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Our future world.

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  • 1. • More from less • Going, going ... gone? • The silk highway • Forever young • Virtually here • Great expectations
  • 2. • More people • A bigger world economy • Global water scarcity • Increasing domestic water demand • Increasing energy consumption • Increasing global energy demand • Energy investment
  • 3. • Increasing carbon emissions & new markets • Global food demand & supply challenges • Higher & more volatile food prices • Increased biofuel production • Resource conflicts • Declining mineral ore grades & the rise of recycling
  • 4. • Implications • Opportunities • Edit text • Edit text
  • 5. • Biodiversity decline • No signs of slowing • Habitat fragmentation • Deforestation • Increasing the number of protected areas
  • 6. • Efforts towards the protection of critical biodiversity sites are increasing • Climate change impact • Extent of climate change impacts • Emissions & climate change forecast • Impact of climate change on biodiversity
  • 7. • Implications • Opportunities • Edit text • Edit text
  • 8. • The shifting hotspot of world economic activity • Near term growth forecasts for world regions • The rise of China • Building a new world economy with BRICS • A growing middle class • Strong economic ties with Asia • Investment into Australia • Tourism as a growth export industry for Australia
  • 9. • Highs & possible future lows of global commodity prices • Economic growth in China forecast to slow – but a soft landing likely • Rise of industrialisation & steel use to slow in China • Will India pick up the slack? • Increasing commodity supply from developing countries • The Switzerland of Asia?
  • 10. • Edit text • Edit text
  • 11. • A new demographic profile • The situation in Japan • The whole world is getting older • Longer life spans • Retirement savings gap • Changed retirement models
  • 12. • Lifestyle related illnesses • Diabetes on the rise • Fitness trend • Healthcare expenditure • Staying active
  • 13. • Implications • Opportunities • Edit text • Edit text
  • 14. • The rise of the digital world can change business models • Structural change in the retail sector fuelled by online competition • The rise of internet enabled micro-transaction • A consumer trend – collaborative consumption
  • 15. • The potential demand for teleworking • The “Anywhere Working City” • From offices to open plan, to activity based to...? • Background operations • Freelancing models • Offshoring • Virtual crime & cyber security threats
  • 16. • Implications • Opportunities • Edit text • Edit text
  • 17. • Moving upwards through Maslow’s hierarchy • Declining relative material consumption • Education spending is on the rise • Australians have increased spending on culture & entertainment • Innovative personalisation • Tourism bounced back from the global financial downturn • Retail turnover is growing in the experience oriented sectors & contracting in the products oriented sectors • Rising importance of moral and ethical dimensions for consumers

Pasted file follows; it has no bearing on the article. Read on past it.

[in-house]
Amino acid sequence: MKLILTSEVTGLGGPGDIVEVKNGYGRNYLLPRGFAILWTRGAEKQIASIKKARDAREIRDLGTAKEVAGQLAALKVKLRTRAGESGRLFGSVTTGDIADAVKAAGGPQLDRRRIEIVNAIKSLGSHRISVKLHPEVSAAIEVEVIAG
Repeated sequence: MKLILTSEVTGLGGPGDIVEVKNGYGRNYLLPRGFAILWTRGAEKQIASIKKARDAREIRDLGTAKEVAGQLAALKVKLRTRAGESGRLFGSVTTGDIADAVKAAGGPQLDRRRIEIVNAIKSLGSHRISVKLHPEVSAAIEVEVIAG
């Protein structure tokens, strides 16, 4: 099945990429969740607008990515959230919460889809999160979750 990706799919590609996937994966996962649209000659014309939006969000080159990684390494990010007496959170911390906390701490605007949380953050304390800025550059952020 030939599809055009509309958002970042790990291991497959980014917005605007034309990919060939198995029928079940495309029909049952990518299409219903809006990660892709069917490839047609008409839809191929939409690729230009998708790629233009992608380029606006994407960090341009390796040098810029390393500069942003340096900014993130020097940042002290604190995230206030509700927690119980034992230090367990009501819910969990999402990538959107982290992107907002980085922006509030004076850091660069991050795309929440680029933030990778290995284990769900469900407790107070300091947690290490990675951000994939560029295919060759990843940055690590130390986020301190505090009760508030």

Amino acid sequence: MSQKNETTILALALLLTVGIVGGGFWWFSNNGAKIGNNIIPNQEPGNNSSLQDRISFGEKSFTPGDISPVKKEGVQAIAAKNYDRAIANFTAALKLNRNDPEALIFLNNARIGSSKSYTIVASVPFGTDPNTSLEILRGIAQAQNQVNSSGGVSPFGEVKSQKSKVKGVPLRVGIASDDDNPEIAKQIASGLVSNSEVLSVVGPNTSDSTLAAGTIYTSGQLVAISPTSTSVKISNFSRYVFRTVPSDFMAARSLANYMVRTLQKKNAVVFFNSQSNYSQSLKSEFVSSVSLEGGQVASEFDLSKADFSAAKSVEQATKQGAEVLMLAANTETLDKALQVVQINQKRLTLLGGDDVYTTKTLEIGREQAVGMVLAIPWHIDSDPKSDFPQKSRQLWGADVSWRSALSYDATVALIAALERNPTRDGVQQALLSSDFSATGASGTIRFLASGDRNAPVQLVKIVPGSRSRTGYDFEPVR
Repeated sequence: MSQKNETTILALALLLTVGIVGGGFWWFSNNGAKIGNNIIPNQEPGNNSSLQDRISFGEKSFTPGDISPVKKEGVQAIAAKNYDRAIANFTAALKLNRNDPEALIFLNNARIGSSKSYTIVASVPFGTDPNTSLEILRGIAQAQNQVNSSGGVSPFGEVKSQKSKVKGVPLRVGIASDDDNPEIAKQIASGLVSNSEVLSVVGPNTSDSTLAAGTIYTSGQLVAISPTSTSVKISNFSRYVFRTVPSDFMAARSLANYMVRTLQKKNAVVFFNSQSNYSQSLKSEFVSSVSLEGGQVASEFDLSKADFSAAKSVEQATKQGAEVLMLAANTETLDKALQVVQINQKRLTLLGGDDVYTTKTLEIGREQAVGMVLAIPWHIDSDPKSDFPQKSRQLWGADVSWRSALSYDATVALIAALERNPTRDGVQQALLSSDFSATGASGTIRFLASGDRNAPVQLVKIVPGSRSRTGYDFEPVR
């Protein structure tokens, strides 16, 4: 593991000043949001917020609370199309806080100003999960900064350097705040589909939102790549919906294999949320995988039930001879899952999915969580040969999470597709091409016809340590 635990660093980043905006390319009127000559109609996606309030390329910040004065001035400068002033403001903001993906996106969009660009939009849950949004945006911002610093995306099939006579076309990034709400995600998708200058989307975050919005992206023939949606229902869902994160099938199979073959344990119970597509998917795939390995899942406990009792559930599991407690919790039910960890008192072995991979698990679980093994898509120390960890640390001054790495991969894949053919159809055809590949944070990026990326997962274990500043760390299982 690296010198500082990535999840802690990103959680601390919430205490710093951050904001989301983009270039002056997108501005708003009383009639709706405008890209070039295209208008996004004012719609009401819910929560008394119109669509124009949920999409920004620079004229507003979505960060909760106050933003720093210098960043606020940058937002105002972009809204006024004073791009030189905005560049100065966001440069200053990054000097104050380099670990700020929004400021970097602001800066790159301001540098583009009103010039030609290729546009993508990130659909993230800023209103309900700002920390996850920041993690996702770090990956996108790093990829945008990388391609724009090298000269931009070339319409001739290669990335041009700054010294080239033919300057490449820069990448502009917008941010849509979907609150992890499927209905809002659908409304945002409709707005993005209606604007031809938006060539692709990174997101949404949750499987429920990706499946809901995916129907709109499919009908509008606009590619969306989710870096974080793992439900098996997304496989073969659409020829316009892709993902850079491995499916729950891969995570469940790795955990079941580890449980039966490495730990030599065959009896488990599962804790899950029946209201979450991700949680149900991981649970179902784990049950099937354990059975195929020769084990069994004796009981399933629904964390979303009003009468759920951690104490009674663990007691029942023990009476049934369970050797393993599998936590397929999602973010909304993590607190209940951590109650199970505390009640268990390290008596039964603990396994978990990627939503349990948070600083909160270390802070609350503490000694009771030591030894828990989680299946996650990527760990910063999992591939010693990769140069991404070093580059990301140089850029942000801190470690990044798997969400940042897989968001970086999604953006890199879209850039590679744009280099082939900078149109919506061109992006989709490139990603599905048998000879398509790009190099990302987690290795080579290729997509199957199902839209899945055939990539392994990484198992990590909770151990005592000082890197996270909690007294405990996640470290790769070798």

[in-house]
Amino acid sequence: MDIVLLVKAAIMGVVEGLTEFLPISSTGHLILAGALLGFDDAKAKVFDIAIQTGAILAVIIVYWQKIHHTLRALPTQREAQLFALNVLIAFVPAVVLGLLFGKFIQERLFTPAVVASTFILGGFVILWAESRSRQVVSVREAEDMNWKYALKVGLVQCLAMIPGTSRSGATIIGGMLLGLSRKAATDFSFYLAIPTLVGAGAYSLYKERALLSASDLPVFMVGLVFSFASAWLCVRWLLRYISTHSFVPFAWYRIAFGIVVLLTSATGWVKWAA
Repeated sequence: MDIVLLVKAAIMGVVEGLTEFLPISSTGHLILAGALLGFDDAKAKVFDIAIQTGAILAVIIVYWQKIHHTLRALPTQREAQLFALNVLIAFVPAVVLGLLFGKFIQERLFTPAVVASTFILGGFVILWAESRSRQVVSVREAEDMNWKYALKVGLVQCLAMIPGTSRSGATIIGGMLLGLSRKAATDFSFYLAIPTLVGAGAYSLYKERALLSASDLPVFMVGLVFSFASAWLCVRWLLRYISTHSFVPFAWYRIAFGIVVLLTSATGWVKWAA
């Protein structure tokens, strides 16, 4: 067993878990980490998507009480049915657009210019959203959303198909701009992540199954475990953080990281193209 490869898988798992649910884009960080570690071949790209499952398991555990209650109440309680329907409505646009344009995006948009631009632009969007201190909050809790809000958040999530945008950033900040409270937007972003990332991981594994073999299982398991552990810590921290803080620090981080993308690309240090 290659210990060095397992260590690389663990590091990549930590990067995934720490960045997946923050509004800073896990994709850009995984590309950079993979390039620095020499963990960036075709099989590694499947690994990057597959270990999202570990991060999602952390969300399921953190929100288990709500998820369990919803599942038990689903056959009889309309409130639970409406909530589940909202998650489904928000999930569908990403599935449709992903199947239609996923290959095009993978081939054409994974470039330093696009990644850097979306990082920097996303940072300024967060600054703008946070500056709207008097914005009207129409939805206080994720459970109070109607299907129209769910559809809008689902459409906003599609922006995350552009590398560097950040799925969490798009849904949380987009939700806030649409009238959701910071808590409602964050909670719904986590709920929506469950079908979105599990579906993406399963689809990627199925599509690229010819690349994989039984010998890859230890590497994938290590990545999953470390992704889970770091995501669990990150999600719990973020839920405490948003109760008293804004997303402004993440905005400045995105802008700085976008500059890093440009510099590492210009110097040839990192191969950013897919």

• 18. • Humans are complex and income growth & class ascendancy can be associated with negative behaviours • Loneliness & single person households • The expectation for face-to-face interaction • The expectation for fewer but stronger social relations • Basic (not great) expectations for billions of people • The millennium development goals • Heading in the right direction, but still so far to go
  • 19. • Implications • Opportunities • Edit text • Edit text
  • 20. • Large levels of government debt internationally  Reduced policy options  Currency wars, inflationary pressures • Shifting government priorities – consumer directed care, mutual obligation, decline of the welfare society • Shifting global power & centres of influence, oil & energy
  • 21. • Implications • Opportunities • Edit text • Edit text
  • 22. • Tribalism – more connected to tighter groups (not necessarily geographic) social media, nationalism • Relative decline of the middle class • Younger for longer – baby boomers last generation to die? Refuse to act old, high baby boomers, ageing, • Gen Y, centennials have different attitudes – immediacy, short termism, entitlement, lacking the scarcity fears of immediate post war boomers • More pressured society – depression, drug & alcohol dependency on the rise
  • 23. • Implications • Opportunities • Edit text • Edit text
  • 24. • More sophisticated consumers – higher expectations, better informed, increased comparison shopping, more likely to challenge • Reverse consolidation – fragmenting markets, rise of specialists, niches, personalisation • Involved through technology
  • 25. • Opportunities • Edit text • Implications • Edit text